When candidate Trump began his race for president in the Iowa caucuses, I briefed him that the greatest and least understood threat to our nation and global modern electronic civilization is the electromagnetic pulse (EMP).
Candidate Trump, astonished that the U.S. government had done nothing to protect the national electric grid and other life-sustaining critical infrastructures, said, “Don’t worry. When I’m elected president, we’ll knock some heads together and fix this.”
Have you ever wondered about the people who give you your ballots on Election Day? Have you ever wondered how old they actually are? Most likely it’s been the same people sitting behind that table since you were a youngster and you trailed behind your parents when they went to vote. They greet you, ask you for your name address and, photo ID before handing you a ballot or directing you to a voting machine. More than just glorified receptionists, these underpaid few are really the gatekeepers to democracy.
Analysis: Immediately following the release of Special Prosecutor Robert Muller’s report of 675 days of investigation with 2,800 subpoenas and 500 witnesses costing taxpayers some $25 million to prove former-CIA Director John Brennan is always wrong the Tulsa World quotes him at today’s Tulsa Cyber Summit saying, “digital environment is not a static environment.” Stop the presses. Brennan discovered life is not static. Oh the shock of it all. How can we endure the pain? Change occurs. What stunning simplicity. Asking Brennan about security is like asking Al Capone to do your taxes.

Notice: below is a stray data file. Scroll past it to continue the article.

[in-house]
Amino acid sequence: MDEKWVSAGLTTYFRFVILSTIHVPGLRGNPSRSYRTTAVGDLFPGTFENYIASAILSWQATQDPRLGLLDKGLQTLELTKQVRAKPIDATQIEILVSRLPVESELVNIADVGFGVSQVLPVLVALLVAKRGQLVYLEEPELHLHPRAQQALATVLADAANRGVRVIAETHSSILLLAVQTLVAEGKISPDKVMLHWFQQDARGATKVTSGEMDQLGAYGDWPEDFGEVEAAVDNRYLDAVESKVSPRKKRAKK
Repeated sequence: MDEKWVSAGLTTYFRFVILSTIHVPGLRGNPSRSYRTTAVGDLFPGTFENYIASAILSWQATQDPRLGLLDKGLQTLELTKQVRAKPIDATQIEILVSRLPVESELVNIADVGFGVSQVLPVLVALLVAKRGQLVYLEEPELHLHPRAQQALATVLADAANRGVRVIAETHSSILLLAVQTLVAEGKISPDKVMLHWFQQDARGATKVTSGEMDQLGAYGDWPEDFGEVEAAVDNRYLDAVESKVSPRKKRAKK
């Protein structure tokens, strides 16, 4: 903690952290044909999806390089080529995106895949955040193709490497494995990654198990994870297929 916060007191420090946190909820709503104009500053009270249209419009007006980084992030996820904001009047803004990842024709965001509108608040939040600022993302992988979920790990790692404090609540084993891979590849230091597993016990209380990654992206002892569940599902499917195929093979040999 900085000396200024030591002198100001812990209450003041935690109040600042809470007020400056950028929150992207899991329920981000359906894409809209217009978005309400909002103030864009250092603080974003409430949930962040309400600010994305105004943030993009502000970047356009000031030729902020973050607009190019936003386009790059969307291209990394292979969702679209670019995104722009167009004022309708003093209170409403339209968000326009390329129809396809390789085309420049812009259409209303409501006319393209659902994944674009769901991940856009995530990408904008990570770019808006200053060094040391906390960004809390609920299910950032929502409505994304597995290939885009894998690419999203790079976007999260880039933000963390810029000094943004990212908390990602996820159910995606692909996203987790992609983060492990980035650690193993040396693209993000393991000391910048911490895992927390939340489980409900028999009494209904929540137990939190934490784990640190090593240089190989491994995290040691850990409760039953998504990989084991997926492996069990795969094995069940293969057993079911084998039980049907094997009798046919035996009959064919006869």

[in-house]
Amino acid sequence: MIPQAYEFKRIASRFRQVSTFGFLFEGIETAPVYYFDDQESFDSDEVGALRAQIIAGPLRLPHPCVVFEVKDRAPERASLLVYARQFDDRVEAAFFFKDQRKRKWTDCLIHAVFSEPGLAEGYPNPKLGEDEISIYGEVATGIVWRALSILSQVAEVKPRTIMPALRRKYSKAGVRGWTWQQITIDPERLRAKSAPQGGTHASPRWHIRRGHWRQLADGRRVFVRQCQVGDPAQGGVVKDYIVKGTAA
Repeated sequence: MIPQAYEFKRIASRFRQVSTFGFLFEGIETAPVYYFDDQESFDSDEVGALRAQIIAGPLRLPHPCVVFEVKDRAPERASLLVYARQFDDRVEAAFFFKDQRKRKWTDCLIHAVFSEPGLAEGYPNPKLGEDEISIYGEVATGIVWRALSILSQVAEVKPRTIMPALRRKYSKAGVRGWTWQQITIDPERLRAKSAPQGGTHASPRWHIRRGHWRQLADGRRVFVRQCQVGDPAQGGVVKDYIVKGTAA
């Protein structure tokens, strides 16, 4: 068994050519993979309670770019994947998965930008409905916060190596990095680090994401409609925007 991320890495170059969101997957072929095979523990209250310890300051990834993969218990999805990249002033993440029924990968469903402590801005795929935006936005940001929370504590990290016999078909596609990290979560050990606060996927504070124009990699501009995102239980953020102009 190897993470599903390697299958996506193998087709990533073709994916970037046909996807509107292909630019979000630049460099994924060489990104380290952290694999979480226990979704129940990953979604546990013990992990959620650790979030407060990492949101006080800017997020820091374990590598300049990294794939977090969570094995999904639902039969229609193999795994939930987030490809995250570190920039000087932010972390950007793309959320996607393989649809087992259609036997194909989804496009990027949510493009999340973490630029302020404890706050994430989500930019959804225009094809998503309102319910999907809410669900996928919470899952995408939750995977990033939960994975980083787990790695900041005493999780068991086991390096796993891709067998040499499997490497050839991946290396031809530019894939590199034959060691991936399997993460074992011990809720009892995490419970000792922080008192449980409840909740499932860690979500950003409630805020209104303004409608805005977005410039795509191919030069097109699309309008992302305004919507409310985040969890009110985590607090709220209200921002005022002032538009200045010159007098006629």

President Donald J. Trump today announced formation of a Presidential Task Force on Protecting Native American Children in the Indian Health Service System. He charged the Task Force with investigating systemic breakdown that failed to prevent a predatory pediatrician (now in Federal prison) from sexually assaulting children in his capacity as a doctor in the Indian Health Service. U.S. Attorney Trent Shores will co-chair the Presidential Task Force.
A couple of years ago, computer programs, algorithms, and glorified Google searches were touted as the replacements for a physician’s analysis of a patient’s medical condition. Compressed medical research is quite useful for clinicians who are presented with novel situations and have no readily available colleagues with whom to discuss the case. However, the purpose of flow charts should not be to replace the brains of busy clinicians or, worse yet, be a cookbook for the practitioners at drugstore clinics.